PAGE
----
I was prepared for what would happen next. The dingo would attempt to bite my hand off, and no doubt to teach me a lesson I wouldn’t forget. I used my left fist to punch the side of his head, making him stagger to the side. He quickly regained his balance and attempted to pounce at me. I stepped to the side and let him half-bury himself in the loose sand. Apparently this did not please the dingo very much. I suppose, though, that he decided I was not worth the effort, because he sulked away into the endless expanse of sand. I looked after him, breathing heavily with my hands shaking at my sides.

Then I remembered Brielle, who was still lying on the sand next to me. I looked down at her, forcing a teasing smile to my face. “So, you stayed put, just like I asked, huh?” When she didn’t respond with a giggle or even a smile, I knelt down beside her.

“Sorry, Bri. I couldn’t find any water. Are you okay? Did the dingoes do anything to you?” I asked, concerned. The only reply I got was a small sigh that I couldn’t really interpret. I decided to check her for myself. I lifted an almost sunburnt arm off the sand – which I suddenly realized was scorching hot – and examined it carefully. 

I sighed in relief when I only saw a small scratch. I moved over to her other side and picked up her right arm, where the nipping dingo had previously been. A small set of bite marks was visible. They didn’t seem deep; in fact, they seemed to be mere indentions. 

After examining her legs and the area around her head, I concluded that the only minor injury was a few scratches on her calf – no doubt from curious dingo claws.

“Rick,” I heard her whisper softly.

“Yeah, Bri?”

“I really need some water, and – shade."

“Okay, I’ll try my best,” I assured her. I slid my arms under her weak body and lifted her up. It wasn’t until then that I realized how weak I was myself. I stumbled to the left for a step or two, then regained my balance and began to walk forward.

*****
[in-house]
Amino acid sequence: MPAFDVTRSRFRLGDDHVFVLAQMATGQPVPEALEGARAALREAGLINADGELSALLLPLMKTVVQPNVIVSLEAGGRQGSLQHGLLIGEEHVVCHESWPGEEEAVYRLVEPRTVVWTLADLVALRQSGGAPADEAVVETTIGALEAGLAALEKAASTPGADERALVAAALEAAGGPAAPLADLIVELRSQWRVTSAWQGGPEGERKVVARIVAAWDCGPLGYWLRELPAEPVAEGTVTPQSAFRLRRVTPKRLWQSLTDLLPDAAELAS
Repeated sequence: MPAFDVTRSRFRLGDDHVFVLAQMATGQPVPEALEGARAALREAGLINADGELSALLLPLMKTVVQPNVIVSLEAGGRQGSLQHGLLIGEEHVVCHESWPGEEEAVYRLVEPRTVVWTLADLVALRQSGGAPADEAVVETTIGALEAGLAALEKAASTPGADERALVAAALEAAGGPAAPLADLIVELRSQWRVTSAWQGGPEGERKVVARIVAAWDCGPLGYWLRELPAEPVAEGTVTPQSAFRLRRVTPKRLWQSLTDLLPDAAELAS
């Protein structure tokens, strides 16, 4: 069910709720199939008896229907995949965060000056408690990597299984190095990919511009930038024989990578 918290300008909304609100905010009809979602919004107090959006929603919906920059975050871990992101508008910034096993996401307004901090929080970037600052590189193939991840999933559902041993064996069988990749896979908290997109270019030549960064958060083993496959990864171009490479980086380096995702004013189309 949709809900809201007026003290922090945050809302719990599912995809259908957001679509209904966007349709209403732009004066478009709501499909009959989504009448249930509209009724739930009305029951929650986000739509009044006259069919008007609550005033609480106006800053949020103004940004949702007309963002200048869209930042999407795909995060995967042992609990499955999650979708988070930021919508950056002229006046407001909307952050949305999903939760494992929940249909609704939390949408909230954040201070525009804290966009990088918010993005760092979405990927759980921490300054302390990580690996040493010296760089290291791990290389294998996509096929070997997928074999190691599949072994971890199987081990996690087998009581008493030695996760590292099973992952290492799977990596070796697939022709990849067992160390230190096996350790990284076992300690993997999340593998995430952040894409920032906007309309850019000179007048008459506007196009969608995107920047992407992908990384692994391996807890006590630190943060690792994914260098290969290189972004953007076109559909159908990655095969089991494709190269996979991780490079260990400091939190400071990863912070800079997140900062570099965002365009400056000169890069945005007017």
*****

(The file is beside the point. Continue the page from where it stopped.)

I had been carrying her for at least ten minutes when I couldn’t bear the weight anymore. I dropped to my knees with Bri in my arms, and I cried out to God,

“Heavenly Father, please hear me! I am so weak. Please lift my heavy burden and walk beside me. Help me find cool water and a place of shade!”

Feeling myself regain some strength after my prayer, I looked straight ahead and rose to my feet. I squinted my eyes, thinking I saw something that looked like a spring of water.

No, it couldn’t be! I thought to myself. It’s probably just a mirage; but I guess it couldn’t hurt to go see for myself! After making this decision, I staggered toward the spring. The time seemed to lag on forever until I reached the small mass of water. I carefully laid Brielle on the sand and reached out to touch the water in front of me. It wasn’t a dream!

“Bri! I found some water! Do you have enough strength to come get some?” I asked excitedly. I saw her gently lift her head and glance over at the cool spring. Something inside her eyes seemed to glimmer, and she used her arms to drag herself close enough to drink. She cupped a shaking hand and plunged it into the water. Hastily, she brought it up to her mouth and drank the refreshing liquid.

“Do you think you’ll be okay now?” I asked cautiously as she took another drink. The only reply was a small nod in my direction. I smiled, knowing I had completed my task. Brielle would be okay!

While I was watching this whole scene, I had forgotten that I was desperately thirsty as well. I fell down beside the spring and cupped my hands to drink. The water felt like liquid gold running smoothly down my dry throat. I sighed in relief and praised God for His wonderful mercy.

All of a sudden, I saw a giant shadow looming in front of me. It covered Brielle and me in a glorious shade. I peered behind me, almost afraid as to what might be the cause of this shadow. A large, prickly cactus met my gaze. Surely that had not been there before? At least, I hadn't seen it when Bri and I had arrived at the spring.

I smiled a wide, thankful grin. It must be a providence of God, just like He helped the prophet Jonah! Thank you, Lord!

I looked down at Brielle to see her reaction. She was still drinking handfuls of water from the spring. I lifted her from the edge of the water and pulled her back further into the shade.

“Here, Bri. Now that you’ve drank some water, you can sleep peacefully in the shade,” I suggested. 


Brielle looked up and met my gaze. “Thank you,” she whispered.

I just responded with a smile.